"I could have sabotaged them when I left, destroyed some of them— even just taken them with me… but I didn't." He just… left. Ran. Hid. They'd had Operation Apollo to worry about at the time, so they didn't chase much. But he didn't stop until he met a little girl who needed help. His first attempt to make up for everything had started with her. That little girl made of sand.

And even then he still hid.

Until he met her.

"Mateo, you walked away. That's the first step. You don't have to have done anything like that. And you don't need to be like them." Lynette moves a hand to brush through his hair, her touch as gentle as ever. "To turn from them into you? That's not a journey many could take." Her fingers turn, running the back of them down his cheek. She looks up at his eyes and while she doesn't smile, there's love in that gaze all the same. "I'm sorry that you ever felt that way. Like you were a monster." It's a thought that makes her reflect back on when they first met. When they were training. The things he said then. Things she said. "I'm with you. You know that I'm always with you."

There's the smallest shake to his head, as Mateo can't help but disagree with her on his worthiness. It's slight, at least, not as big as it might have been if she weren't touching him. But she can feel it. It's there. The sound in his head threatens him, makes him feel even more monstrous. With tears forming in his eyes, a choke in his throat when he breathes, he leans closer and kisses her, hoping that will show the words he can't quite manage to get out. His hands go to her back, holding her in place.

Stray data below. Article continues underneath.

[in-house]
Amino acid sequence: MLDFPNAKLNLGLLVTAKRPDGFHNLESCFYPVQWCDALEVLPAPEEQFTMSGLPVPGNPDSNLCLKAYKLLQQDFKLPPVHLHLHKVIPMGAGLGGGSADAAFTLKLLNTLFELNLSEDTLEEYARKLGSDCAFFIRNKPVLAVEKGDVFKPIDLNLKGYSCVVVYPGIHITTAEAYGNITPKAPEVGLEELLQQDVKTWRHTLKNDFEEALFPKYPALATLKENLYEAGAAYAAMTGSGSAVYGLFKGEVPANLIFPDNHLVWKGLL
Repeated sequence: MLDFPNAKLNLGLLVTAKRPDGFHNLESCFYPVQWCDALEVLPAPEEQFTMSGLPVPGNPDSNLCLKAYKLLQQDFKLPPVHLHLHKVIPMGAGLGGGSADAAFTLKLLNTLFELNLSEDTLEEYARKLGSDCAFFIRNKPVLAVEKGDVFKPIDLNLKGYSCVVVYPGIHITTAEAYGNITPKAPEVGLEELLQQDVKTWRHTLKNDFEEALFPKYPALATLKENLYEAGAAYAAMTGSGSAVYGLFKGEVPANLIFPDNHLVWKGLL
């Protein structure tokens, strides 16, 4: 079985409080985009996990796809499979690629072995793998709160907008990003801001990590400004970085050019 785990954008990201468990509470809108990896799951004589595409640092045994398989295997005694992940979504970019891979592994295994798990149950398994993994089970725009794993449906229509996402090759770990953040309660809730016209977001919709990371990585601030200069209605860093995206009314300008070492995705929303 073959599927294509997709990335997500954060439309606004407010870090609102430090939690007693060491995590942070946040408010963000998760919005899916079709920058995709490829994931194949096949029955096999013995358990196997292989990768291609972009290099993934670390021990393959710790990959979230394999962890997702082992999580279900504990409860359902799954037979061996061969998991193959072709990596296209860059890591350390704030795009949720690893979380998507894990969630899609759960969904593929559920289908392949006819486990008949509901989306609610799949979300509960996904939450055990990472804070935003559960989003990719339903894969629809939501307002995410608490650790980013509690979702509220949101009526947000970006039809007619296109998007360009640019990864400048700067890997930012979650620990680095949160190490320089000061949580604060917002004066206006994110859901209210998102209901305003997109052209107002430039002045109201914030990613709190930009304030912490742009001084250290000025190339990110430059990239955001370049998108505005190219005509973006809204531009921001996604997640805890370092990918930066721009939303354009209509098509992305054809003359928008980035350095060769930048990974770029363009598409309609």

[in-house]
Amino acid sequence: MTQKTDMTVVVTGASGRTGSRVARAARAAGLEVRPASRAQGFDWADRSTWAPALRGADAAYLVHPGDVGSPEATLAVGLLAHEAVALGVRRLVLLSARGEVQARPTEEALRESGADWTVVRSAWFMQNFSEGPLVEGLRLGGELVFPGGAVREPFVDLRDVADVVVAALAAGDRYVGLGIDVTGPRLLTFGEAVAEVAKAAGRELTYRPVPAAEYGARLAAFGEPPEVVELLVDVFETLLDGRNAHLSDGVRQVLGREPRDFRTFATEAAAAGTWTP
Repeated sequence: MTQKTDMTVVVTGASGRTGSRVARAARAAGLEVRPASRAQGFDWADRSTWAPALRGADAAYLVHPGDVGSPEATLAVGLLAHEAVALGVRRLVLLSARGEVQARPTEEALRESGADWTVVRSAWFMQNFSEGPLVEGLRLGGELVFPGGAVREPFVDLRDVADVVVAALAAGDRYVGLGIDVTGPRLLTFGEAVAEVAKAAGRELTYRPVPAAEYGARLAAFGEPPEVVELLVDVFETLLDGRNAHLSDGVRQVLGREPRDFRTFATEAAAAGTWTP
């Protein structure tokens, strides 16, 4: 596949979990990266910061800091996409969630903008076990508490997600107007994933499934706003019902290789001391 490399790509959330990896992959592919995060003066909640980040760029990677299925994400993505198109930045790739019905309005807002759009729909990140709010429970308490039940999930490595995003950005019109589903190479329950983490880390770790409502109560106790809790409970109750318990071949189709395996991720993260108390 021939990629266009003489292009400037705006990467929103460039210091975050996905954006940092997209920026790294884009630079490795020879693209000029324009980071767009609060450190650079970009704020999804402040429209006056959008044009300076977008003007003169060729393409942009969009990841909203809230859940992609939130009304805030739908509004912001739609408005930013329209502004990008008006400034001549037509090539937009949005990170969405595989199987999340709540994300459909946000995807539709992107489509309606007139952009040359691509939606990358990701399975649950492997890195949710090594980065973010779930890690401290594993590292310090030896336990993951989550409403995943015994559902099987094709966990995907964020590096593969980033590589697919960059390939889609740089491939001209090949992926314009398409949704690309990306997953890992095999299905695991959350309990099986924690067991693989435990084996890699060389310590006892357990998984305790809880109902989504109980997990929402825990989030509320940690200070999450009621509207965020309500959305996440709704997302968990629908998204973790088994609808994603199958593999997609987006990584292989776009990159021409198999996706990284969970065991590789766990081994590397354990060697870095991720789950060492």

He's still afraid she will change her mind, will turn around and run away, but the fact she's calming that fear every moment she stays helps. And makes him love her even more.

Lynette gives him a gentle smile when he shakes his head. She felt it, but she doesn't do more than try to reassure him with a look and the press of her body to his. They could toss words back and forth on the subject all day.

When he leans in to kiss her, she meets him halfway to return it. Her hand slides to the back of his neck, so she can hold him there as well. If there's worry about her feelings, she wants to sweep them away. If there's worry that she'll ever go, she wants to push it out of his mind.